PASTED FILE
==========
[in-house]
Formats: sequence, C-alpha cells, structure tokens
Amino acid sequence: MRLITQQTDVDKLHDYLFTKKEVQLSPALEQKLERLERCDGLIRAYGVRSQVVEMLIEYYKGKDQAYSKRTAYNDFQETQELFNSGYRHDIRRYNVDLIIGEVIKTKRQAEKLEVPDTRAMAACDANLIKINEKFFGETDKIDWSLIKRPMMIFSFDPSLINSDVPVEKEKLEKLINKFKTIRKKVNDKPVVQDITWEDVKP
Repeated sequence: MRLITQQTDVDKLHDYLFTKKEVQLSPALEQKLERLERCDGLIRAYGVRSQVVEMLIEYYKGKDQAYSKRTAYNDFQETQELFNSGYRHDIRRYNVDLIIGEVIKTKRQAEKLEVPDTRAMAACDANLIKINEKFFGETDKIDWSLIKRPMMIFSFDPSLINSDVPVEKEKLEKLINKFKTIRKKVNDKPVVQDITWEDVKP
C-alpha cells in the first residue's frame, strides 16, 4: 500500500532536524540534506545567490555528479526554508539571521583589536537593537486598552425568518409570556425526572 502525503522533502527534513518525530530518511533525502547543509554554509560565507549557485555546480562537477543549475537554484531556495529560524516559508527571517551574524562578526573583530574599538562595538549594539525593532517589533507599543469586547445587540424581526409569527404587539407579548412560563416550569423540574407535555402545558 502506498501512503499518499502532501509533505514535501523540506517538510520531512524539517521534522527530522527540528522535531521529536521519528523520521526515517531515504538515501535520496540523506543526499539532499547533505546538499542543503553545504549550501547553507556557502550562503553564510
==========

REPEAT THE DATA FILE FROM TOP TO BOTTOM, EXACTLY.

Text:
[in-house]
Formats: sequence, C-alpha cells, structure tokens
Amino acid sequence: MRLITQQTDVDKLHDYLFTKKEVQLSPALEQKLERLERCDGLIRAYGVRSQVVEMLIEYYKGKDQAYSKRTAYNDFQETQELFNSGYRHDIRRYNVDLIIGEVIKTKRQAEKLEVPDTRAMAACDANLIKINEKFFGETDKIDWSLIKRPMMIFSFDPSLINSDVPVEKEKLEKLINKFKTIRKKVNDKPVVQDITWEDVKP
Repeated sequence: MRLITQQTDVDKLHDYLFTKKEVQLSPALEQKLERLERCDGLIRAYGVRSQVVEMLIEYYKGKDQAYSKRTAYNDFQETQELFNSGYRHDIRRYNVDLIIGEVIKTKRQAEKLEVPDTRAMAACDANLIKINEKFFGETDKIDWSLIKRPMMIFSFDPSLINSDVPVEKEKLEKLINKFKTIRKKVNDKPVVQDITWEDVKP
C-alpha cells in the first residue's frame, strides 16, 4: 500500500532536524540534506545567490555528479526554508539571521583589536537593537486598552425568518409570556425526572 502525503522533502527534513518525530530518511533525502547543509554554509560565507549557485555546480562537477543549475537554484531556495529560524516559508527571517551574524562578526573583530574599538562595538549594539525593532517589533507599543469586547445587540424581526409569527404587539407579548412560563416550569423540574407535555402545558 502506498501512503499518499502532501509533505514535501523540506517538510520531512524539517521534522527530522527540528522535531521529536521519528523520521526515517531515504538515501535520496540523506543526499539532499547533505546538499542543503553545504549550501547553507556557502550562503553564510